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NEWS | July 19, 2012

Army North celebrates historic battalion change of command

By Staff Sgt. Corey Baltos Army North PAO

U.S. Army North celebrated a historical milestone July 12 as the Headquarters and Headquarters Battalion conducted its inaugural change of command and change of responsibility at Fort Sam Houston's Rehearsal of Concept Drill Facility.

The Soldier and civilians of the command watched on as Lt. Col. Shannon Miller relinquished command of the battalion to Lt. Col. Zoltan Krompecher, and Command Sgt. Maj. Eddie Fields III relinquished responsibility to Command Sgt. Maj. Alvin Chaplin Sr.

"This is the first time in my career that we have recognized both a commander and a command sergeant major at the same time for their service," said Lt. Gen. William Caldwell IV, the commanding general of U.S. Army North and senior commander for Fort Sam Houston and Camp Bullis.

Miller's next assignment will be as a regimental tactical officer at West Point. Fields is retiring after 31 years of service with the U.S. Army.

"It has been an absolute honor and an extraordinary privilege to serve as your battalion commander over the past two years," said Miller. "There is no other organization quite like ours, with such a critical mission to serve and protect the Homeland, and I am very proud to have been a part of this great battalion."

Fields said that he, like Miller, his battle buddy, was honored to serve with the men and women of the Guardian battalion.

"I am a Soldier and have been a Soldier for 31 years," he said. "I have spent the past two years coaching and training the Soldiers (of Army North) to serve our country and protect our homeland and the nation. While I cannot take you all with me, I can keep the memories with me always."

When Miller and Fields assumed command and responsibility for the battalion on the battalion was activated Aug. 10, 2010, the battalion itself consisted of a building with three rooms. Two years later the battalion grew to three companies and also welcomed the 323rd Army Band to the team.

"Our Army somehow never fails to find the right person for the right job," said Caldwell. "In the early days of Army North, we picked a winner. Lt. Col. Shannon Miller and Command Sgt. Maj. Eddie Fields have built a new organization from scratch," he said. "And what an organization it's become. Where once we had a single company, commanded by a major, we now have a full battalion.

"To add complexity to their mission, we spread portions of their unit all over the United States. In addition to the Soldiers and Civilians at Fort Sam Houston, they have defense coordinating elements scattered over all ten (Federal Emergency Management Agency) regions in the continental United States and Puerto Rico."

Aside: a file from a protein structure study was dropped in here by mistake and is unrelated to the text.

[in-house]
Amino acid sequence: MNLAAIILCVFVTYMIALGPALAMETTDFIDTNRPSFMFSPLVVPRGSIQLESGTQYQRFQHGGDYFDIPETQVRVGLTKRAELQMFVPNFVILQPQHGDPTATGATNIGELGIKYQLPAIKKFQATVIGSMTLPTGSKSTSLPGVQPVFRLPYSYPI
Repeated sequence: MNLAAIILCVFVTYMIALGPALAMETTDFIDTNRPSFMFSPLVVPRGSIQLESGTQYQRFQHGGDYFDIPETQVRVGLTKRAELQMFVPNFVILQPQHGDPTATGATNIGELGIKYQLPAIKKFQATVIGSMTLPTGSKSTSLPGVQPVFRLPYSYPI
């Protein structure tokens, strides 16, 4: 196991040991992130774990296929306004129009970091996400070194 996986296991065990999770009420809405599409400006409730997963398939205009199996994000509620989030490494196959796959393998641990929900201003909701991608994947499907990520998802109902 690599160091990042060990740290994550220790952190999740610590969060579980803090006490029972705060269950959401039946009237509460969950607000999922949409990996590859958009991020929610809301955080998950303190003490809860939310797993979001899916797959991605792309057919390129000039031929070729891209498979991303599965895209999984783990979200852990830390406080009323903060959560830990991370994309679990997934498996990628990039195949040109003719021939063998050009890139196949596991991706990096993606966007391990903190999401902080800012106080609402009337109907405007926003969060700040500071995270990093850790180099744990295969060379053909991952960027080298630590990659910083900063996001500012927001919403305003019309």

Krompecher enlisted in the Army in 1985 as cannon crewman and volunteered for Special Forces. After earning a bachelor degree in secondary education at Ohio University, he was commissioned into the Military Intelligence branch. His most recent assignment was as a professor of Military Science at Western Michigan University.

Chaplin enlisted in the Army 1986 as a chaplain's assistant. Him most recent assignment was as the senior chaplain assistant with U.S. Army Forces Command.

Command Sgt. Major Fields, said Caldwell, is well-known by those in U.S. Army North for his use of parables, which he uses as tools teach and mentor his fellow Soldiers and officers.

Fields took an opportunity to share one of his favorites with those gathered (See Sidebar).

"It has been my privilege to serve as your command sergeant major," said Fields to the assembled Soldiers and Civilians.



[Fields took an opportunity to share one of his favorites with those gathered (See Sidebar). Fields told the assembled Soldiers and Civilians of HHBn: "You are coffee beans - and it has been my privilege to serve as your command sergeant major."]

"A young woman went to her mother and told her about her life and how things were so hard for her. She did not know how she was going to make it and wanted to give up. She was tired of fighting and struggling. It seemed as one problem was solved, a new one arose.

Her mother took her to the kitchen. She filled three pots with water and placed each on a high fire. Soon the pots came to boil. In the first she placed carrots; in the second she placed eggs, and in the last she placed ground coffee beans.

She let them sit and boil, without saying a word. In about twenty minutes, she turned off the burners. She fished the carrots out and placed them in a bowl. She pulled the eggs out and placed them in a bowl. Then she ladled the coffee out and placed it in a bowl.
Turning to her daughter, she asked, "Tell me what you see."

"Carrots, eggs, and coffee," she replied.

Her mother brought her closer and asked her to feel the carrots. She did and noted that they were soft. The mother then asked the daughter to take an egg and break it. After pulling off the shell, she observed the hard-boiled egg. Finally, the mother asked the daughter to sip the coffee. The daughter smiled as she tasted its rich aroma the daughter then asked, "What does it mean, mother?"

Her mother explained that each of these objects had faced the same adversity: boiling water. Each reacted differently.

The carrot went in strong, hard and unrelenting. However, after being subjected to the boiling water, it softened and became weak.

The egg had been fragile. Its thin outer shell had protected its liquid interior, but after sitting through the boiling water, its insides became hardened.

The ground coffee beans were unique, however. After they were in the boiling water, they had changed the water.

"Which are you?" she asked her daughter. "When adversity knocks on your door, how do you respond? Are you a carrot, an egg or a coffee bean?"